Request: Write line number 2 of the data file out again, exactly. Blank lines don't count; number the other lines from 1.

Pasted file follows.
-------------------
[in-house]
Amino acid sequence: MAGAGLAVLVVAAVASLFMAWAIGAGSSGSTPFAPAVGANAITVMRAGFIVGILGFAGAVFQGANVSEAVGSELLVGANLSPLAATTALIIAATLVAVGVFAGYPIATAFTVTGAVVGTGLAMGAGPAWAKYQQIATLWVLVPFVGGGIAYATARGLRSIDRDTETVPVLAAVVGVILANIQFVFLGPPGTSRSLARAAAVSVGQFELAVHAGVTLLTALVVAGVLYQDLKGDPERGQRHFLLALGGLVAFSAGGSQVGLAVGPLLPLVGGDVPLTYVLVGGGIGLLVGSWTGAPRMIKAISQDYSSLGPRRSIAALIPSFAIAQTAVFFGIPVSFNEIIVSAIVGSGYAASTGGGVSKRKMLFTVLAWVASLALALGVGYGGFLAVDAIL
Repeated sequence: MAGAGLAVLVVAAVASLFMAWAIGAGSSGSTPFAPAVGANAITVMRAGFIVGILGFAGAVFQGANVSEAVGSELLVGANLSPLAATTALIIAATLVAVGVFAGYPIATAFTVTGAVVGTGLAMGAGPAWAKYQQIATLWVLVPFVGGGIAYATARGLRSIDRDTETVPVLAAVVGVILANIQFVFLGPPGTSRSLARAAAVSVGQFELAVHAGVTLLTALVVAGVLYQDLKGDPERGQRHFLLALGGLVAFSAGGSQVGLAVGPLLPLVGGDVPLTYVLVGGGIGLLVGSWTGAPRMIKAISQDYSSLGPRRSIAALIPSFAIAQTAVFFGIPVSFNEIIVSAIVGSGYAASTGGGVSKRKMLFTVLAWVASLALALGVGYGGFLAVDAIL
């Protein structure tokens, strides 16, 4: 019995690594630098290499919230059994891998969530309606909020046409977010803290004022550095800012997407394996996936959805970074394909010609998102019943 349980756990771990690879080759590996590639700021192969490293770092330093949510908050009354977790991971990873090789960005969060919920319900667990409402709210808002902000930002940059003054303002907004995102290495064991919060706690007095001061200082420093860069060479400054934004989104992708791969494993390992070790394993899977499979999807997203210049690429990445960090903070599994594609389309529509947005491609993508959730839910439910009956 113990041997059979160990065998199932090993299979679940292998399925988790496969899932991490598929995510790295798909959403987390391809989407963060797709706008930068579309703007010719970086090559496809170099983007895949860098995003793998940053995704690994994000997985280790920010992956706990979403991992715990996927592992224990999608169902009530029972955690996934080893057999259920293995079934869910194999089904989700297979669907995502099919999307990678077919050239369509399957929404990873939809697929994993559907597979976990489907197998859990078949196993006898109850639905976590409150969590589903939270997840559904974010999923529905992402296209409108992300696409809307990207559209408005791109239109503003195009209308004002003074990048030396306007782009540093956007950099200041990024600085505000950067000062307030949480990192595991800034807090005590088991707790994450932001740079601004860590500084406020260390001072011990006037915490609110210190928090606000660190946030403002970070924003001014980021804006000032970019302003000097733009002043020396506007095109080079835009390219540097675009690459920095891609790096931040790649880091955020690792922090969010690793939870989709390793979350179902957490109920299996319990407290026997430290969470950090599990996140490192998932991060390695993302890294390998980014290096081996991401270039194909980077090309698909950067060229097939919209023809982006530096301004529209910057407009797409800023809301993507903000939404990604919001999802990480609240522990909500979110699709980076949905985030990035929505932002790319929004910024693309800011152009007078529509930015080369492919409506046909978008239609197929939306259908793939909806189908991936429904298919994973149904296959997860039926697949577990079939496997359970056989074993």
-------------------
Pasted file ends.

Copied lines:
Amino acid sequence: MAGAGLAVLVVAAVASLFMAWAIGAGSSGSTPFAPAVGANAITVMRAGFIVGILGFAGAVFQGANVSEAVGSELLVGANLSPLAATTALIIAATLVAVGVFAGYPIATAFTVTGAVVGTGLAMGAGPAWAKYQQIATLWVLVPFVGGGIAYATARGLRSIDRDTETVPVLAAVVGVILANIQFVFLGPPGTSRSLARAAAVSVGQFELAVHAGVTLLTALVVAGVLYQDLKGDPERGQRHFLLALGGLVAFSAGGSQVGLAVGPLLPLVGGDVPLTYVLVGGGIGLLVGSWTGAPRMIKAISQDYSSLGPRRSIAALIPSFAIAQTAVFFGIPVSFNEIIVSAIVGSGYAASTGGGVSKRKMLFTVLAWVASLALALGVGYGGFLAVDAIL